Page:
On Hiatus, The Sea, and Anarchy

In case you hadn’t noticed, FRR has been on hiatus for the last several months.  The TLDR for this goes as follows:   One co-host moved, another co-host moved, and I(rydra) moved and lost the recording studio that friends and I built with our own hands in our own warehouse, and some problems with the anarchist milieu and anarchy as it works socially and projectually for a variety of reasons.  Now, for the long version.

My journey to anarchy happened in a significantly different way than my journey through anarchy.  I came to anarchy alone, at the best time of my life.  I was in Hawaii, with heaps of good friends, all social outcasts, but nobody who really considered themselves an anarchist.  I was living on a tropical island, surfing, with a cushy high paying part time job, non-stop social engagements, single, and with plenty of time to explore ideas.  The only downside was that there wasn’t really anybody to push me, anybody to tell me my ideas were basic, that I was missing something, or that things were more complex than the way I saw them.  After reading the Dispossessed I went to a local bookstore and picked up what seemed to me to be the most radical and extreme book I could find.  This book happened to be “Elements of Refusal” by John Zerzan.  I read this, declared to myself that I was an anarchist and against civilization which was the root problem of the shit world I was born into.  For several more years years I hung out in Hawaii, surfing, developing deep personal relationships, and continuing to be the only anarchist that I knew.  I looked longingly at the mainland and the rest of the world.  I admired all the anarchists chaining themselves down, protesting, “doing shit.”  So at the height of my personal happiness and enjoyment of daily life, I moved to California.  I wasn’t ready to leave the ocean, so after an 8 month road trip across the states I moved a block away from the beach in San Francisco, a city in which I didn’t know a soul.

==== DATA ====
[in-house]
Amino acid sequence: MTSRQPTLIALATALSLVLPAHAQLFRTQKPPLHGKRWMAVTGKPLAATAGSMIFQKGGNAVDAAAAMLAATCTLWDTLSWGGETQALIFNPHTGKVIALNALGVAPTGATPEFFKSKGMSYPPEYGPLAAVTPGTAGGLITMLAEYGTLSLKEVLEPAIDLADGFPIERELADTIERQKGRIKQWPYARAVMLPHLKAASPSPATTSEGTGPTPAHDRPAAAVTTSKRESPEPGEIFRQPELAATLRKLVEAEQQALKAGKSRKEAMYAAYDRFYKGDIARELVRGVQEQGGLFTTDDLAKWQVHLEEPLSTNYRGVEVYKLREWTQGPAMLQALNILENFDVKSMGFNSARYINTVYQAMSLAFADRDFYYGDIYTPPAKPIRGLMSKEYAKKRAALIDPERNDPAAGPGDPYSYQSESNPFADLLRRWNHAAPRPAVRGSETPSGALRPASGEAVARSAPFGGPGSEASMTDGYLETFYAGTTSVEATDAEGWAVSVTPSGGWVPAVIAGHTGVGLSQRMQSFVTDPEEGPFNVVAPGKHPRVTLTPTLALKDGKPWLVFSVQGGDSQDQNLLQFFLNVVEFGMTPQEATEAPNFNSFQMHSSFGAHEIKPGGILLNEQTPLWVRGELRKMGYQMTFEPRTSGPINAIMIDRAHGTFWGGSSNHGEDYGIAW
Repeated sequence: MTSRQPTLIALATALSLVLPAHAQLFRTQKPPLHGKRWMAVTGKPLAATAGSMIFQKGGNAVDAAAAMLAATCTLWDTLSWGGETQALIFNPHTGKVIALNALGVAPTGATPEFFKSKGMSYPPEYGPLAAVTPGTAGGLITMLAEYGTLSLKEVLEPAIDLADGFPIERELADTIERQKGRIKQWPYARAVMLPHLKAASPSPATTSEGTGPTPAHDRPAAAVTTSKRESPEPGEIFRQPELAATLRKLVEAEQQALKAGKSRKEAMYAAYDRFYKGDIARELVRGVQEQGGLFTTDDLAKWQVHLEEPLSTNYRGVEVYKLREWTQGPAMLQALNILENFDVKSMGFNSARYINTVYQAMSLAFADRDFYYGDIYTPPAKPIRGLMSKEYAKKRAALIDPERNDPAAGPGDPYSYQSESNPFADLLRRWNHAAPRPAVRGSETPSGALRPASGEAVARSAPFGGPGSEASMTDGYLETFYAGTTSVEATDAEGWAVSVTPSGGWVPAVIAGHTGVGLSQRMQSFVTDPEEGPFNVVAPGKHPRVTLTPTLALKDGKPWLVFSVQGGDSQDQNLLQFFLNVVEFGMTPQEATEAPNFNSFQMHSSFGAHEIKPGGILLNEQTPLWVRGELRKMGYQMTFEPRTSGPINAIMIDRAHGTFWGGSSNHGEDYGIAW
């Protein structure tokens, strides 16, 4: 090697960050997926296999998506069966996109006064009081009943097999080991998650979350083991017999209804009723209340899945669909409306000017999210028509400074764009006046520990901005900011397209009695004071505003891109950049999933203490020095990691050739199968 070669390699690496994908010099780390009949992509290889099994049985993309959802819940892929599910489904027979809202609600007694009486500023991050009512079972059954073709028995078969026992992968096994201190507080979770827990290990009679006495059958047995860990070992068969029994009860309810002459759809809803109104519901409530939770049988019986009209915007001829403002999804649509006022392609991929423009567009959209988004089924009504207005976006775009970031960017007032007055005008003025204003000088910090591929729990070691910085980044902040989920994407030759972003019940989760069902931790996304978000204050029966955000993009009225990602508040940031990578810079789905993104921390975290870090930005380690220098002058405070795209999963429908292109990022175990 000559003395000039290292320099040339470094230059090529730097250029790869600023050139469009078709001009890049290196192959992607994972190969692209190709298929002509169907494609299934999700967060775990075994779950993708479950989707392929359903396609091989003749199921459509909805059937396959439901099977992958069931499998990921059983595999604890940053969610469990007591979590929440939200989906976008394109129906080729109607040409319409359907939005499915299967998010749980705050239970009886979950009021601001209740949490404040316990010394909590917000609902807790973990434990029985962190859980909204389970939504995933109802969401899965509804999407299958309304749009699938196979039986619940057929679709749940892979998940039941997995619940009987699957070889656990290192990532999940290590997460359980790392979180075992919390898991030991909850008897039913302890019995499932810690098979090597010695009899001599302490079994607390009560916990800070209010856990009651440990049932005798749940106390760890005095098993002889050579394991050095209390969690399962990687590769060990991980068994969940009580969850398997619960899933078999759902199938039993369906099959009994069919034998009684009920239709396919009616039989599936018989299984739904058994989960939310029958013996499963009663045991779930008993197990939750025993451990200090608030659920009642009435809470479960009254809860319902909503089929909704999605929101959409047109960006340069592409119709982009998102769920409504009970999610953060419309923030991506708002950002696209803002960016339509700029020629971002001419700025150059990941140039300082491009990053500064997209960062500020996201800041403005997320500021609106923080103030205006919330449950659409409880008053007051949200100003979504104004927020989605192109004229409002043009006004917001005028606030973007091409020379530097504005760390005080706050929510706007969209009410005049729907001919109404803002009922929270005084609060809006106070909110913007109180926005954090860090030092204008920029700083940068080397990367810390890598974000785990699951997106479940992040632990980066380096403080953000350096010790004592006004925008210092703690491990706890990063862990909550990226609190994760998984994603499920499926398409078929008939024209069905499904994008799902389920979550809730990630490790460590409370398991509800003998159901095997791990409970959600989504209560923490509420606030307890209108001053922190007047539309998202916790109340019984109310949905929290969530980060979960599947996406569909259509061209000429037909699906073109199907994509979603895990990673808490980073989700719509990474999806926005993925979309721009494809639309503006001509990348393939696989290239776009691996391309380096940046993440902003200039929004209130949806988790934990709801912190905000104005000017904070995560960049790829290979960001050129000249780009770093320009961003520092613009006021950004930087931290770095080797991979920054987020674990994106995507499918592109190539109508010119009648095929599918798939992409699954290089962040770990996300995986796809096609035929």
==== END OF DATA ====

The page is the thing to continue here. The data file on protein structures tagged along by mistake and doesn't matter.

My entry into anarchy was painful and slow.  Each week I committed to showing up to one anarchist event, talk, protest, whatever.  I went a long times in the city without making an anarchist friend or involving myself in a project.  I felt people were cold, distant, and couldn’t see a way in.  Eventually I moved to a collective house in Oakland and things changed.  Nearly immediately I was hanging out in the queer anarchist subculture, going to a reading group at the Holdout, and a core member of East Bay Solidarity Network.  I was going to the dance parties, hanging out with the anarchists, living the life I had dreamed for myself for years and years.  There was only one problem, it wasn’t what I expected.  The politics and internal dynamics were painful, rigid, and far too simple for the way I had cultivated ideas.  Luckily, the first and closest friend I made was Bellamy who was on this journey with me.  In a lot of ways, Free Radical Radio can be seen as the journey of two boys(who don’t care to be seen as such) through the world we call anarchyland.